This section provides in-depth information about the mechanisms and possible scenarios behind replication conflicts.
Updates to the server entries in a replication topology can happen independently because replication guarantees only eventual consistency and not strong consistency. The eventual consistency model enables applying conflicting changes at different server instances. In most cases, the server can resolve these conflicts automatically and in a consistent manner: for example, all server instances in a replication topology resolving each and every conflict the same way. However, in some scenarios, manual administrative action is required. For any of these unresolved conflicts, the administrator receives notification through administrative alerts.
On a high level, the conflict resolution algorithm tries to resolve conflicts as if the operations causing the conflict in a distributed environment apply to a single server instance. For example, if the same entry is added to two different server instances at about the same time, after these operations are replicated, both servers keep only the first entry added.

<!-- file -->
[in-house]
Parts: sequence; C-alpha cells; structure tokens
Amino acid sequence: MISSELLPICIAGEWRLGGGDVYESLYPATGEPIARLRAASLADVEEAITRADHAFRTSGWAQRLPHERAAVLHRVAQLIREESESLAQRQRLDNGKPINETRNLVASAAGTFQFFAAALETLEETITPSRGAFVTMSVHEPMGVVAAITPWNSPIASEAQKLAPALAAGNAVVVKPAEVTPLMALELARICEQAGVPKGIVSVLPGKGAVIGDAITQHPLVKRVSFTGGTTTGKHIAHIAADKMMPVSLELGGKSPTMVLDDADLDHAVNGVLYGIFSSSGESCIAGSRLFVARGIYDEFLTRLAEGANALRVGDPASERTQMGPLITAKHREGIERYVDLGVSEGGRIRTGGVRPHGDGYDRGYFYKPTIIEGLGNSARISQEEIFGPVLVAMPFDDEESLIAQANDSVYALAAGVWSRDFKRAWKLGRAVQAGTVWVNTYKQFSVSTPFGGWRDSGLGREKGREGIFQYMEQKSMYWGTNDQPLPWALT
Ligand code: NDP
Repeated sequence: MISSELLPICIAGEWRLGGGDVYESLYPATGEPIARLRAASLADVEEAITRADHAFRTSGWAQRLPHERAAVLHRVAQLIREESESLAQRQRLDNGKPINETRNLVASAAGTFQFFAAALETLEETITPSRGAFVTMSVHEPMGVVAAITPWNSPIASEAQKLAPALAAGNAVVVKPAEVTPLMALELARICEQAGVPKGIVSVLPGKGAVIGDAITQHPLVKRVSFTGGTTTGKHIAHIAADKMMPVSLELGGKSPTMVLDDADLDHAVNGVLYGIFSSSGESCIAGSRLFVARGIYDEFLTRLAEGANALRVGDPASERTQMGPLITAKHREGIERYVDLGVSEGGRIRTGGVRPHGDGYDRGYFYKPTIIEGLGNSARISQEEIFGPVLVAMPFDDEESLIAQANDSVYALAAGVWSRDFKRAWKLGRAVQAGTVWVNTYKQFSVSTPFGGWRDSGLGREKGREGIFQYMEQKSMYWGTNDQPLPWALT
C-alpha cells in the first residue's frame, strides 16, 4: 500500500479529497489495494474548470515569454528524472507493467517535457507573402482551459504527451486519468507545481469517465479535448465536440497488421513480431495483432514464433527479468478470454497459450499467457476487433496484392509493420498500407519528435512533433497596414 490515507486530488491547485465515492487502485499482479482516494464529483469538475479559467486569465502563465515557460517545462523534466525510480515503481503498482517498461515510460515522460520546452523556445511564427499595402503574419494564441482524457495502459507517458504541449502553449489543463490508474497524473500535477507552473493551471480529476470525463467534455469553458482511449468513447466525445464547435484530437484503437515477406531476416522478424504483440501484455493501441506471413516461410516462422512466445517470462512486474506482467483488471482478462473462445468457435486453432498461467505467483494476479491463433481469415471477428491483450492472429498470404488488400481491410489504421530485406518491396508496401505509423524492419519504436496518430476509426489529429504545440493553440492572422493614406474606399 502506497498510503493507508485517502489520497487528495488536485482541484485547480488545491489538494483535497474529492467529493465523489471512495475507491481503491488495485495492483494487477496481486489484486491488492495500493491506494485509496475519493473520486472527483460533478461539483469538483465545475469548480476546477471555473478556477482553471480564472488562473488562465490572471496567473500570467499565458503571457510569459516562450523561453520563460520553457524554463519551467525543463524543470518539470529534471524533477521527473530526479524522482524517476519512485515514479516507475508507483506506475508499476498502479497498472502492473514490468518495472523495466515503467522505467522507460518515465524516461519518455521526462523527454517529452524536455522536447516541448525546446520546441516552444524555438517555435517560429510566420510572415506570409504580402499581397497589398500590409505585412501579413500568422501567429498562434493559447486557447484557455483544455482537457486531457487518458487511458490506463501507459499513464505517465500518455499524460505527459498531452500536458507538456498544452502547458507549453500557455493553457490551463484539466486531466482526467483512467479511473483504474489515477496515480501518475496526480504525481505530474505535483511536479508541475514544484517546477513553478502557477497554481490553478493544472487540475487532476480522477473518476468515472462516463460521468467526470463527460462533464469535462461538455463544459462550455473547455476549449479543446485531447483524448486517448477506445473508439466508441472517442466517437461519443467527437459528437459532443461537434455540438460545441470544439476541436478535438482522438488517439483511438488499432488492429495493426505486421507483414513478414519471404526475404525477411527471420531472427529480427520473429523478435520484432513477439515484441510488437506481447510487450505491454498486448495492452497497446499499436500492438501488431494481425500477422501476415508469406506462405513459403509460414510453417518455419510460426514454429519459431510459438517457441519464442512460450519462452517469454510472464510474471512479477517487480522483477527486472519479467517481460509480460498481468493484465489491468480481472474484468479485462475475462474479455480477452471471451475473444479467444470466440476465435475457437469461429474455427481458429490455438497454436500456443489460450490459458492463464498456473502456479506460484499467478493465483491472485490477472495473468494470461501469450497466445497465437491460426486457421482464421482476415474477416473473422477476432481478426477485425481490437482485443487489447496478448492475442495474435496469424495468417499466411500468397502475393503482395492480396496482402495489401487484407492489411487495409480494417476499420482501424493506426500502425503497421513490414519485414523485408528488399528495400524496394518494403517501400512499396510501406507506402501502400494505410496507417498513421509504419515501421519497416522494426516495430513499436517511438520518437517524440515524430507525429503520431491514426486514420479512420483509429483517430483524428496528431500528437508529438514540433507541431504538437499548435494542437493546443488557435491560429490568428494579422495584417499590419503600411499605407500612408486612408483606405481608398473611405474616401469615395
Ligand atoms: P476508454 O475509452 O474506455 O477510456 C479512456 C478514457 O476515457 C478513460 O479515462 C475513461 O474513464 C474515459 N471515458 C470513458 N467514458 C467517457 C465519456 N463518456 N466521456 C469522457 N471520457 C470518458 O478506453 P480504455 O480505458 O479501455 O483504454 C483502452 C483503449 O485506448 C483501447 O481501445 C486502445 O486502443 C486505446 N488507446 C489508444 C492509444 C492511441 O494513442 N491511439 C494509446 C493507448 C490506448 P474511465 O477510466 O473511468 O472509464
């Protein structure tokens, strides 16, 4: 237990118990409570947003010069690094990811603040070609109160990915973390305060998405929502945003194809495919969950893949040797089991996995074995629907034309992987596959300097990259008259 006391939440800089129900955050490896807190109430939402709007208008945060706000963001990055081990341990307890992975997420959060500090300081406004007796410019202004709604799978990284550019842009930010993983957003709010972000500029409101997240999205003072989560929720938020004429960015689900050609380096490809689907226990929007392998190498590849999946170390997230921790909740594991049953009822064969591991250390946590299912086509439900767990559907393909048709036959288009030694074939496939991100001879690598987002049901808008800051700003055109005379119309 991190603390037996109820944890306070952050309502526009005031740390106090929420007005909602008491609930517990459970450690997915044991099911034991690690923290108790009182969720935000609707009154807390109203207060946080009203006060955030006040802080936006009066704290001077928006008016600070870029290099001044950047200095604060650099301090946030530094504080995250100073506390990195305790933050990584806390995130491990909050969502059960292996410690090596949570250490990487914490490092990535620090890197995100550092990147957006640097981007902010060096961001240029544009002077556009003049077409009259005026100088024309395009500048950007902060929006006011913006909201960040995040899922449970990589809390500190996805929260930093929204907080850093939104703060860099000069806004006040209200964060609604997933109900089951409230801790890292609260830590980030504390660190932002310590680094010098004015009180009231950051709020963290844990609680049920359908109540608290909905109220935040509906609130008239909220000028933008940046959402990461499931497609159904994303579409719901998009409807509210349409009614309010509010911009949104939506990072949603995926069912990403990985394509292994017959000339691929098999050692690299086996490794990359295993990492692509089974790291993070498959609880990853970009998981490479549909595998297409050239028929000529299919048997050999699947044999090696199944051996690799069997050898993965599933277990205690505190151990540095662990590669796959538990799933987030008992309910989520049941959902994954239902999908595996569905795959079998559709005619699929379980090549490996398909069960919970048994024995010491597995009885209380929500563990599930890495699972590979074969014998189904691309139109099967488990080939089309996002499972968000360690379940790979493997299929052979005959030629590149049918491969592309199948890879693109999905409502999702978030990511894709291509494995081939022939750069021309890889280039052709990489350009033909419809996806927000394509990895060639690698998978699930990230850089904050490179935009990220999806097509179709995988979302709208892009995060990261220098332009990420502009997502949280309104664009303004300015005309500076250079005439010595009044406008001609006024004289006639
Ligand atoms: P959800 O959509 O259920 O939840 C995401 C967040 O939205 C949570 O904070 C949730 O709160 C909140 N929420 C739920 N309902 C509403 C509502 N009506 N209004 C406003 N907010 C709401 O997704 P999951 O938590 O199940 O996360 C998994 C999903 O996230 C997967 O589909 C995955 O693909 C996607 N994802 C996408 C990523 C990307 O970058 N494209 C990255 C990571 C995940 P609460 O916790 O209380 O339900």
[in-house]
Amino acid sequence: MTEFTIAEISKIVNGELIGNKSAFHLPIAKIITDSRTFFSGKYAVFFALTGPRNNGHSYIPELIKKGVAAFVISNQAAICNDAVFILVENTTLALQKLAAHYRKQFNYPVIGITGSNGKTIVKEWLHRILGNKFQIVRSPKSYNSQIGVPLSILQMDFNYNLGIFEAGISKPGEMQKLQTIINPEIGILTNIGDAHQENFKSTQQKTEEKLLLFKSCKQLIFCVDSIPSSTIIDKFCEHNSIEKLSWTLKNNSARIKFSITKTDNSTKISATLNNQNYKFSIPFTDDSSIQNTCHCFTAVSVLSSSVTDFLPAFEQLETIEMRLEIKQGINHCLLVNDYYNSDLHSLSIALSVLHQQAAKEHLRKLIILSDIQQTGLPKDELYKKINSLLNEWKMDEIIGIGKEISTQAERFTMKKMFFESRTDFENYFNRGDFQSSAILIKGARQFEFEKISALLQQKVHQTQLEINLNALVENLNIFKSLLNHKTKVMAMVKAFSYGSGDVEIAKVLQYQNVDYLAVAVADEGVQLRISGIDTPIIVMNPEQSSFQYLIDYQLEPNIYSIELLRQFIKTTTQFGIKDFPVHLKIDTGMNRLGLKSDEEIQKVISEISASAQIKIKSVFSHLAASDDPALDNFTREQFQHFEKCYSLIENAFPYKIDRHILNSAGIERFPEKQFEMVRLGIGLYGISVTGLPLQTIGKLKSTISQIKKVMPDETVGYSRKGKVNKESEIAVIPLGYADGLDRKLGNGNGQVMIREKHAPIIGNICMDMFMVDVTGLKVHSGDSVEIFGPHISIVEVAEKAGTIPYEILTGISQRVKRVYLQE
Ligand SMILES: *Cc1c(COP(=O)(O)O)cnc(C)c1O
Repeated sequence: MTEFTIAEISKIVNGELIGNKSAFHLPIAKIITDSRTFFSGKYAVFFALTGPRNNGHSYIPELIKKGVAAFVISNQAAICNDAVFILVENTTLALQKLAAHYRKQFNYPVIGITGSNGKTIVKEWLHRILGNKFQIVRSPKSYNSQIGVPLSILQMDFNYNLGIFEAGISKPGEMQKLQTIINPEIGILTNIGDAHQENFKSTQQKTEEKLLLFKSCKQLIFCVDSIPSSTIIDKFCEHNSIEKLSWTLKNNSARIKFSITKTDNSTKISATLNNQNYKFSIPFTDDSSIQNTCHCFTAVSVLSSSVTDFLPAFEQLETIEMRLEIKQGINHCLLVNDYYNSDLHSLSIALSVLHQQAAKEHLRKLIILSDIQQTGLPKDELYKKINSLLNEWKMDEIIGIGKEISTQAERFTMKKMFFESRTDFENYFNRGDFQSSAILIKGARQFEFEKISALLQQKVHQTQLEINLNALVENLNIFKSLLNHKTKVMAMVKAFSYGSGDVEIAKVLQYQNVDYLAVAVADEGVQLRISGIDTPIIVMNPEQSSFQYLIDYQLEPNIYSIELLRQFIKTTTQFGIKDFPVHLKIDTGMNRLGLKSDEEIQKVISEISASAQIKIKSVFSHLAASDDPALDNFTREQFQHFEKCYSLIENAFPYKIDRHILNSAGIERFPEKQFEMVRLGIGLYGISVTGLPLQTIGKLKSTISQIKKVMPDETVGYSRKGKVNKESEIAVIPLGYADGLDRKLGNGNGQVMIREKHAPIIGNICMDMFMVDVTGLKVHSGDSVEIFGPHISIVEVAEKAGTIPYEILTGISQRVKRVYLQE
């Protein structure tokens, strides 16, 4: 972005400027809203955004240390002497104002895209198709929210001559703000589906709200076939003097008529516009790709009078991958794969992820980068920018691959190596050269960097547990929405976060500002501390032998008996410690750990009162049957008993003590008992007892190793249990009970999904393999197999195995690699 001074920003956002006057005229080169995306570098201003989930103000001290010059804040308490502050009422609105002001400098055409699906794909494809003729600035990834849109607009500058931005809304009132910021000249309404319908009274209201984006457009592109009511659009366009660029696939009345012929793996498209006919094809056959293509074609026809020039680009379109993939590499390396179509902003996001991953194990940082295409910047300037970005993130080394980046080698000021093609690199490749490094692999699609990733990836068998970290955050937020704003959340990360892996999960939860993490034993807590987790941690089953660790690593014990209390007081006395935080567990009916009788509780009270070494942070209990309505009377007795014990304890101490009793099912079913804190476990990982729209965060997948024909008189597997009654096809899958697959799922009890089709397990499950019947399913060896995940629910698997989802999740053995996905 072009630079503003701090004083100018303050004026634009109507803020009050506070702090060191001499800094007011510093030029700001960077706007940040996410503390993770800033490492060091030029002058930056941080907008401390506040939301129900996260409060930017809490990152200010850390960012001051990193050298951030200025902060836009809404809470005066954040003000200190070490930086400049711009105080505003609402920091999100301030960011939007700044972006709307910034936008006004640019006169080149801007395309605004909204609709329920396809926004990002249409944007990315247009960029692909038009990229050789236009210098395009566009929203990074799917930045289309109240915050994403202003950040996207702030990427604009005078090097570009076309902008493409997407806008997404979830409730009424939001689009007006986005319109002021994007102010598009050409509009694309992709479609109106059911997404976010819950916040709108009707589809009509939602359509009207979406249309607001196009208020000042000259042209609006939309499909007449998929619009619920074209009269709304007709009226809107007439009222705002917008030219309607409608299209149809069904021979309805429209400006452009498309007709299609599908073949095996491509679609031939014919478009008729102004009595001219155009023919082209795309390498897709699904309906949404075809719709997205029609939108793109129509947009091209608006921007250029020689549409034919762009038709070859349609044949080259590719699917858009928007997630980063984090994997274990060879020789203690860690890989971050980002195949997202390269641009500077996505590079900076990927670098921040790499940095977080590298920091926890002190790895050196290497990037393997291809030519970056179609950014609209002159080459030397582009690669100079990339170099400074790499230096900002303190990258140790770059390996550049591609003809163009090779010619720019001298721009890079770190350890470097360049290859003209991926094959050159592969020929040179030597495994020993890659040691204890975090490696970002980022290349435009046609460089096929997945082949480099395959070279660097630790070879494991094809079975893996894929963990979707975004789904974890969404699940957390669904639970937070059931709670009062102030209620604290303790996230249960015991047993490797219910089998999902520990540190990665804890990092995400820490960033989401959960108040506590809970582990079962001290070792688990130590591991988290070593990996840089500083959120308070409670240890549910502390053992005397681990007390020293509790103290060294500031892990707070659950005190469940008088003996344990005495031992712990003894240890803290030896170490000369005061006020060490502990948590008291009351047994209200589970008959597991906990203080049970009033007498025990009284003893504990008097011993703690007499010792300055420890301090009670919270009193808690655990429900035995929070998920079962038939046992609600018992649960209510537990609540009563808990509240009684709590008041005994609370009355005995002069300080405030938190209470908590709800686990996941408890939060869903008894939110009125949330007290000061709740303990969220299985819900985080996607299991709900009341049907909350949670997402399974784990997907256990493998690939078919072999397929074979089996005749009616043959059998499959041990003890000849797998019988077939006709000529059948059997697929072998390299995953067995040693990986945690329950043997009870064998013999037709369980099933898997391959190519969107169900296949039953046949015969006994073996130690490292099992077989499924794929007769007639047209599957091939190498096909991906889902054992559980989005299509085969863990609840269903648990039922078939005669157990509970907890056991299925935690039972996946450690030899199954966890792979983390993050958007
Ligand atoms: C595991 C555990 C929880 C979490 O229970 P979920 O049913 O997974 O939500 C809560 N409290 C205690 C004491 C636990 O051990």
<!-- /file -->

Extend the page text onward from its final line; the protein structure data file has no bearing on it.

The following image highlights the differences between standalone versus replicated environments.
- Client sends LDAP modify request to directory server and succeeds.
- Client sends another LDAP modify request that conflicts with the first.
- In the standalone case, the request is rejected. In the replicated case, the request succeeds.
- Replication propagates the updates (replicated only).
- Conflict resolution (replicated only): A ignores the update from B. Be sets the attribute value to the value on A.